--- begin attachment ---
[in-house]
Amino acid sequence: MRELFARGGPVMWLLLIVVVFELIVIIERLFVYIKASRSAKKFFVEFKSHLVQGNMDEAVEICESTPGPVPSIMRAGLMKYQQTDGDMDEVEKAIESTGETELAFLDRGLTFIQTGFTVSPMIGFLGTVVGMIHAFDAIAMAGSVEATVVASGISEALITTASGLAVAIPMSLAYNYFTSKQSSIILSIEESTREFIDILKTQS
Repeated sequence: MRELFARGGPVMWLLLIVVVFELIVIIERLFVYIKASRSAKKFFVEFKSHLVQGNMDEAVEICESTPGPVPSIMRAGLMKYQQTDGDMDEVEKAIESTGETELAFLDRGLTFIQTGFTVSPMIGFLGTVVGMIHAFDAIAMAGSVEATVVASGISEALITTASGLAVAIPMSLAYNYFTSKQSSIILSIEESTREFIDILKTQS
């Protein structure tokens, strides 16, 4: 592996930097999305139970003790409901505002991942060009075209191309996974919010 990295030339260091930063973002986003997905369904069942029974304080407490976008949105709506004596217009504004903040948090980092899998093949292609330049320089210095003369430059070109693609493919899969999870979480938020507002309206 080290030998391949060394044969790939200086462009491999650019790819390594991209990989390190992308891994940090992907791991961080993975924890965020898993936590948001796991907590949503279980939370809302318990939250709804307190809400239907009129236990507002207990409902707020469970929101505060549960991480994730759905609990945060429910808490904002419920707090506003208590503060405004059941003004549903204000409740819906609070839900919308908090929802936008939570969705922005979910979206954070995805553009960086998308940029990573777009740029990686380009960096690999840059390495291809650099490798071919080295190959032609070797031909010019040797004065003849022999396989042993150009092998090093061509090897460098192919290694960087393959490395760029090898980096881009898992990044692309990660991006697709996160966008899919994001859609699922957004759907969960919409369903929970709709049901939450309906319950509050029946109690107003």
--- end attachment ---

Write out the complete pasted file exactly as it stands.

[in-house]
Amino acid sequence: MRELFARGGPVMWLLLIVVVFELIVIIERLFVYIKASRSAKKFFVEFKSHLVQGNMDEAVEICESTPGPVPSIMRAGLMKYQQTDGDMDEVEKAIESTGETELAFLDRGLTFIQTGFTVSPMIGFLGTVVGMIHAFDAIAMAGSVEATVVASGISEALITTASGLAVAIPMSLAYNYFTSKQSSIILSIEESTREFIDILKTQS
Repeated sequence: MRELFARGGPVMWLLLIVVVFELIVIIERLFVYIKASRSAKKFFVEFKSHLVQGNMDEAVEICESTPGPVPSIMRAGLMKYQQTDGDMDEVEKAIESTGETELAFLDRGLTFIQTGFTVSPMIGFLGTVVGMIHAFDAIAMAGSVEATVVASGISEALITTASGLAVAIPMSLAYNYFTSKQSSIILSIEESTREFIDILKTQS
């Protein structure tokens, strides 16, 4: 592996930097999305139970003790409901505002991942060009075209191309996974919010 990295030339260091930063973002986003997905369904069942029974304080407490976008949105709506004596217009504004903040948090980092899998093949292609330049320089210095003369430059070109693609493919899969999870979480938020507002309206 080290030998391949060394044969790939200086462009491999650019790819390594991209990989390190992308891994940090992907791991961080993975924890965020898993936590948001796991907590949503279980939370809302318990939250709804307190809400239907009129236990507002207990409902707020469970929101505060549960991480994730759905609990945060429910808490904002419920707090506003208590503060405004059941003004549903204000409740819906609070839900919308908090929802936008939570969705922005979910979206954070995805553009960086998308940029990573777009740029990686380009960096690999840059390495291809650099490798071919080295190959032609070797031909010019040797004065003849022999396989042993150009092998090093061509090897460098192919290694960087393959490395760029090898980096881009898992990044692309990660991006697709996160966008899919994001859609699922957004759907969960919409369903929970709709049901939450309906319950509050029946109690107003």